“I do believe that the dress code issue has positive consequences for the experience, without a doubt, both for Renate and all the other clubs,” reflected Pau.

“Although it may be based on prejudice and although there are people who, between many quotation marks, ‘deserve to enter and do not enter and people who, between many quotation marks, ‘would not deserve to enter and do enter’, I do believe that the majority of people who enter are there to enjoy, dance and let go. At parties where there is no kind of filter at the entrance, the atmosphere can be less of this kind, more normal in a bad way.

Like Joaquín, who days later tried again and finally entered KitKat, and who, with a bit of anger, had to accept: “Being inside I understood why they didn’t let me in last time.”

It may be because the filter based on appearance is effective or because the feeling of gratitude and happiness for having entered makes everyone predisposed in the best way, but that “curated” atmosphere is sensed for good. Inside, no one looks at anyone, and no one pays much attention to anyone. Nor, if an expression of will is not meditated, nobody touches or looks for someone to dance with. It is a strange image of collective vibration made up of many individualities.

The ban on taking photos extends to all techno clubs. Some are laxer with the use of cell phones inside and place a sticker on the camera. Others directly force you to leave your bag with your cell phone inside in the cloakroom, and that will depend on the attitude of whoever is at the door.

After the initial moment of anxiety, it is inevitable to agree with the measure: the impossibility of recording, much more than the dress code, is what enables the magic.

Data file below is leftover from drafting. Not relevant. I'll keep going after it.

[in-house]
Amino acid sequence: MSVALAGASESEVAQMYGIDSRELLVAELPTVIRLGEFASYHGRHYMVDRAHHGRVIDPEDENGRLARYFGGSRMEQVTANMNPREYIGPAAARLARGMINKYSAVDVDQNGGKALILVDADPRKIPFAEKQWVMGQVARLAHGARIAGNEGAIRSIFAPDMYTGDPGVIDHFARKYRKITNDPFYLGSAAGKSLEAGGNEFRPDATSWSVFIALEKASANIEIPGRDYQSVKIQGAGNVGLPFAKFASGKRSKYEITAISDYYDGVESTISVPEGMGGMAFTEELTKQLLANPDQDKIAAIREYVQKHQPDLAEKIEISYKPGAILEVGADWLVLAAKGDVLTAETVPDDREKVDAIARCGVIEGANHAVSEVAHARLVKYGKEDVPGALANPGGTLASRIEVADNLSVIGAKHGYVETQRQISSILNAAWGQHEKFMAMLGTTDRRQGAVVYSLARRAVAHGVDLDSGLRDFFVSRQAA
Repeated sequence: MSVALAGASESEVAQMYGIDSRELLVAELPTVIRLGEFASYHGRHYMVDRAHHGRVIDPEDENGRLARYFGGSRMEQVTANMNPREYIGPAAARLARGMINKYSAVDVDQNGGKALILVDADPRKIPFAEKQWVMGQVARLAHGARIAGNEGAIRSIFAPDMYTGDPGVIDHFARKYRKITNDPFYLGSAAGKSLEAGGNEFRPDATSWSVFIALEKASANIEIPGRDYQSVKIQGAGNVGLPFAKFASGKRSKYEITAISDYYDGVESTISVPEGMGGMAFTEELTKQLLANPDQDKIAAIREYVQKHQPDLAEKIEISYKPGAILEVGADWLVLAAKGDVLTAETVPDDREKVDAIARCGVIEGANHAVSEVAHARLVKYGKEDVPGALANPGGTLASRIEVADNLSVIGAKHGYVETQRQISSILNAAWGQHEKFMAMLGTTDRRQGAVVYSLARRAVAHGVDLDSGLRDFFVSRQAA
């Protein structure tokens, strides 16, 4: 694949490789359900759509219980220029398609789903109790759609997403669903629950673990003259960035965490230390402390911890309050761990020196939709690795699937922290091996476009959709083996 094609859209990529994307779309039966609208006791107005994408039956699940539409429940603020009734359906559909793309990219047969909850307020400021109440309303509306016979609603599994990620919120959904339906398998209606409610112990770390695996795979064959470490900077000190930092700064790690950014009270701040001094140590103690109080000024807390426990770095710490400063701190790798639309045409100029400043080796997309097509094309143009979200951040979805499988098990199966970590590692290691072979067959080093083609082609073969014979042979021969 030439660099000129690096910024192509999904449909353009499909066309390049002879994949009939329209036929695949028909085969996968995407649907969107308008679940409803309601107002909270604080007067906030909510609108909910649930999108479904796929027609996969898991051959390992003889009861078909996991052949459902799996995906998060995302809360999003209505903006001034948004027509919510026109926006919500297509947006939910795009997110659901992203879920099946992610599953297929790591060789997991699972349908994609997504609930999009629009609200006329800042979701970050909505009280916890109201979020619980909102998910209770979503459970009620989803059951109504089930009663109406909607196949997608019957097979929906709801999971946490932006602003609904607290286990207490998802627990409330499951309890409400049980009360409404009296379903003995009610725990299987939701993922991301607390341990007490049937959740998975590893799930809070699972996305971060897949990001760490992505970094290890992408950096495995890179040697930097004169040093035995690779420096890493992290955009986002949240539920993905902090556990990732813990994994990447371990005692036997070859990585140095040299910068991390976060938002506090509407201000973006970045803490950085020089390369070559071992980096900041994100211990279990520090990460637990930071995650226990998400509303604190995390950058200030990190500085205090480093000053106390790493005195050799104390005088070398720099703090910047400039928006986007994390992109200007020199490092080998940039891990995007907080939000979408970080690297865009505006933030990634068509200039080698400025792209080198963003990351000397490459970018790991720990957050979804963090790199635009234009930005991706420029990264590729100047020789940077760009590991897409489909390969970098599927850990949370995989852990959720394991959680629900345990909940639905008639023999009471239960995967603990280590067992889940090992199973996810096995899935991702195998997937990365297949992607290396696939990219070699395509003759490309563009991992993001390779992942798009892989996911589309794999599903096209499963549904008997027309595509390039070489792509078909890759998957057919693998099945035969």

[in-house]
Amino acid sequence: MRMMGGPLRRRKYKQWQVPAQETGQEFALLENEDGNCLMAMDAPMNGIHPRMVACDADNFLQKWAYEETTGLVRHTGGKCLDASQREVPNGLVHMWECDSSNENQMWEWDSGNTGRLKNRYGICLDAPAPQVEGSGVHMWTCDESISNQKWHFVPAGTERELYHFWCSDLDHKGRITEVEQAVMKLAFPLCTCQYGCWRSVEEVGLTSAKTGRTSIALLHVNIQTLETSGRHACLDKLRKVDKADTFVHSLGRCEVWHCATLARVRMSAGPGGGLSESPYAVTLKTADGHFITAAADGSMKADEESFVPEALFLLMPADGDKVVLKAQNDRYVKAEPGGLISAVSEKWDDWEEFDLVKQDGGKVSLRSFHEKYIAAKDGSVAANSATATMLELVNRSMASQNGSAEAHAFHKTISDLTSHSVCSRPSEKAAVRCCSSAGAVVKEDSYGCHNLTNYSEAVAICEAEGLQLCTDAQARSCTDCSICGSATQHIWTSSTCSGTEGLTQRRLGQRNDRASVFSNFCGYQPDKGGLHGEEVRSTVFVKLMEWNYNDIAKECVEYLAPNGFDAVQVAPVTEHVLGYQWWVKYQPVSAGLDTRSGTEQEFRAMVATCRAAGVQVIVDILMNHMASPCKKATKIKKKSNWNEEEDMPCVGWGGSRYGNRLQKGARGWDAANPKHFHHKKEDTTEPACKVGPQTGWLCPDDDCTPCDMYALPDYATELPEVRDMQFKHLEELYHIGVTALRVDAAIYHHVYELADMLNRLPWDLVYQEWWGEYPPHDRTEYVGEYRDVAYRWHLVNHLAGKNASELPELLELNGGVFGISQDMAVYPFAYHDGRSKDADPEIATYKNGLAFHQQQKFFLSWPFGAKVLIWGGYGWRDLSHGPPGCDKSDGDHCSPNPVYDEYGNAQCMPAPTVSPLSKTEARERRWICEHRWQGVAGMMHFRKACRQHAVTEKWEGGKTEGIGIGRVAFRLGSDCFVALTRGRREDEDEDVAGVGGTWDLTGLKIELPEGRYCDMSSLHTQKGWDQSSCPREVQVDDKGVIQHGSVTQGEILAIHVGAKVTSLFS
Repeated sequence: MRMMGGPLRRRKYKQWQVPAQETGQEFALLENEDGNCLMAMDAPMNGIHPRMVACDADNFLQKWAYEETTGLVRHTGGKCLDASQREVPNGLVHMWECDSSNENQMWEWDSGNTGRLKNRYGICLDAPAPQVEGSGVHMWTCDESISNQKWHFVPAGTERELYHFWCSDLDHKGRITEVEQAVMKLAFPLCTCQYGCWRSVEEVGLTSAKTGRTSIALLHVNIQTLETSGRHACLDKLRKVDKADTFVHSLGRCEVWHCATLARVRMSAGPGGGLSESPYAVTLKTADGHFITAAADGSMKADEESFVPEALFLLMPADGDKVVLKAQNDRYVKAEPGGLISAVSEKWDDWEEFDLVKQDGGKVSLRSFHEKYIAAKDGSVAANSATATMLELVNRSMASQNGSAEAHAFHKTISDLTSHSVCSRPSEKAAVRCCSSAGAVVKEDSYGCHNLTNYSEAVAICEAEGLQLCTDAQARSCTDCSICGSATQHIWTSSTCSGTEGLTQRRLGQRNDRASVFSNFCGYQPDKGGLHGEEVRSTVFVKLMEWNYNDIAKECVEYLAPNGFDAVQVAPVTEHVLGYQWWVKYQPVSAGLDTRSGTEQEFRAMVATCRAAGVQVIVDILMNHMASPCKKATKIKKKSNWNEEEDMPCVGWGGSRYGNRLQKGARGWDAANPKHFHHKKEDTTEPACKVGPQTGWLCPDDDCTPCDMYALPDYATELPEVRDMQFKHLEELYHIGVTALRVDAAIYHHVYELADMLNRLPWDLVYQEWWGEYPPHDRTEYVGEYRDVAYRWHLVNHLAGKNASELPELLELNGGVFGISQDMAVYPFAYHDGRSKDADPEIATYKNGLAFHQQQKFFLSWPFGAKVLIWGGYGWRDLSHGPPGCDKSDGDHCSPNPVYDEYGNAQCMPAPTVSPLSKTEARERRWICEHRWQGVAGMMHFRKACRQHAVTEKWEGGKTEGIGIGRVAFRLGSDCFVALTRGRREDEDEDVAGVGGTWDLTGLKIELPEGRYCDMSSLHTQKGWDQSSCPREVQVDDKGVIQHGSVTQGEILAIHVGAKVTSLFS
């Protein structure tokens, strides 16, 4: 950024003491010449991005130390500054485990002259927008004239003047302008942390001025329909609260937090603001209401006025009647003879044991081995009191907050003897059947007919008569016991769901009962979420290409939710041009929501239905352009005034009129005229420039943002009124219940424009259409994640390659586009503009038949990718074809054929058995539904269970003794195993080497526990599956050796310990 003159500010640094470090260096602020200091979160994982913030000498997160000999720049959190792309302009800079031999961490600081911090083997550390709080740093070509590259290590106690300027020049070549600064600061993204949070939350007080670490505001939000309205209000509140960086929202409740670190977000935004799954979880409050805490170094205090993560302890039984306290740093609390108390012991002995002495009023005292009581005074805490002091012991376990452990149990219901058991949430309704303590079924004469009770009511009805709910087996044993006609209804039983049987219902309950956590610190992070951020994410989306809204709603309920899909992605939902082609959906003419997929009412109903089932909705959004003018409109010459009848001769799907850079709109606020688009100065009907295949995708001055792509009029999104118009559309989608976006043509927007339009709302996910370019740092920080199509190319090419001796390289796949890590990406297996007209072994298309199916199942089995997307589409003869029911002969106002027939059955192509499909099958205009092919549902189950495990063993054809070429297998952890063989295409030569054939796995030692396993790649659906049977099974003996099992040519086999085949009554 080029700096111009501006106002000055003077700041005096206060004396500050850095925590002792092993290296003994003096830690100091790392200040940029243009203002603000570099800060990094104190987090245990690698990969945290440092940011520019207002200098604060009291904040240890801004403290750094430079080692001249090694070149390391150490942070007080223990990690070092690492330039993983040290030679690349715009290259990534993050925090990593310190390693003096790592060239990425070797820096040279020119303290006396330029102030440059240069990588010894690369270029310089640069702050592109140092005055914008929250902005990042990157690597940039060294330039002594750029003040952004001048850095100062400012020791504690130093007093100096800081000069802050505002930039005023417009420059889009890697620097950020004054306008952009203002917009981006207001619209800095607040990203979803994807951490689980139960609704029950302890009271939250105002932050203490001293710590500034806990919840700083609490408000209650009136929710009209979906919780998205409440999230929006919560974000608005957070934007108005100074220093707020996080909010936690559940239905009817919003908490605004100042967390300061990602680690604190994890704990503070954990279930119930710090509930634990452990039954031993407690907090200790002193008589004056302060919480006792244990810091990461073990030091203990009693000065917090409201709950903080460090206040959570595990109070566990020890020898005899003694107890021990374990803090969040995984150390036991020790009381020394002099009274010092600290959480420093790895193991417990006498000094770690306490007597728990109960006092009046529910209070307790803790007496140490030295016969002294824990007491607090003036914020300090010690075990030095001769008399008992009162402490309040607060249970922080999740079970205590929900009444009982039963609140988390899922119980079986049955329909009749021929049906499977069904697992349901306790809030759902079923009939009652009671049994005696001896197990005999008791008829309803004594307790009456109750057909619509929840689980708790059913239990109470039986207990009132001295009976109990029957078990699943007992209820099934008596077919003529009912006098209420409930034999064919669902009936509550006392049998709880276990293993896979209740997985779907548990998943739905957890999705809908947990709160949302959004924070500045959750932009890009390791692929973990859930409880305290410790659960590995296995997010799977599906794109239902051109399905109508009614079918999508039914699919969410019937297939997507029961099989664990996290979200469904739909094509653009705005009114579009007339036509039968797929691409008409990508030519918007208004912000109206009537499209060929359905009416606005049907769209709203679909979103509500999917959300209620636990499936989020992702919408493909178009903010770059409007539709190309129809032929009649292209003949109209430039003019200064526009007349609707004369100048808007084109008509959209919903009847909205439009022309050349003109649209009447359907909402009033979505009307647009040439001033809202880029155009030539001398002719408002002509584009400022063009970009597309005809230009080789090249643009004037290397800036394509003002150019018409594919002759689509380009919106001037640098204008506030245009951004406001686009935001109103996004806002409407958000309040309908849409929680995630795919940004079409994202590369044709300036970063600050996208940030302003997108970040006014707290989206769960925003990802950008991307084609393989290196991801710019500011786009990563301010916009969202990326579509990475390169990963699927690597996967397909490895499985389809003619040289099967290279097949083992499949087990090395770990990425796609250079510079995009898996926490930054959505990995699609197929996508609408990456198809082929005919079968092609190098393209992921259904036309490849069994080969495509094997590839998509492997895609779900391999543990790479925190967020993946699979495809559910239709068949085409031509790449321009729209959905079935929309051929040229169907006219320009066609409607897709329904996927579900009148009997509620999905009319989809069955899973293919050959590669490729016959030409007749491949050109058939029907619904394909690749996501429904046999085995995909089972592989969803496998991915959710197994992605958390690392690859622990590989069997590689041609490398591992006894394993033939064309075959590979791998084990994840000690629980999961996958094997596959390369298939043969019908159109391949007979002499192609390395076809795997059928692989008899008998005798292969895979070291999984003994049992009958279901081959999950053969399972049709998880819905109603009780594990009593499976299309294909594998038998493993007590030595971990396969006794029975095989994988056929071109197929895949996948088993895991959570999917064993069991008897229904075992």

If anyone could photograph what’s going on in there, those things just couldn’t happen. Would the existence of a darkroom make sense if it was full of tourists making stories? Of course not. Would there be so much mystique around the entire Berlin rave scene if we saw it, precisely, through Instagram stories every weekend? Also not.

Zoom in: Berghain, KitKat, Sisyphos

Upon entering KitKat, the feeling is that of entering a psychedelic Roman palace of Caligula’s order: the enormous number of semi-naked or naked bodies are the least of it. A space full of nooks and crannies, mirrors and carpets, painted fluorescent, with a lounge full of daybeds worthy of an underworld spa and an oriental-themed pool full of inflatables.

In this club, you feel that club thing more palpably: in KitKat music does not seem to be the main thing. It is more of a meeting point, between a sauna, a disco, and precisely a very exclusive social club. People gather on the sides of the pool and shout, and talk, you see many groups of people who know each other from the inside and who surely did not arrive together because they already know where to meet. Sure, the courts are full, but they don’t cover even half of the total area of ​​the club itself, and they’re not the main space where the action takes place.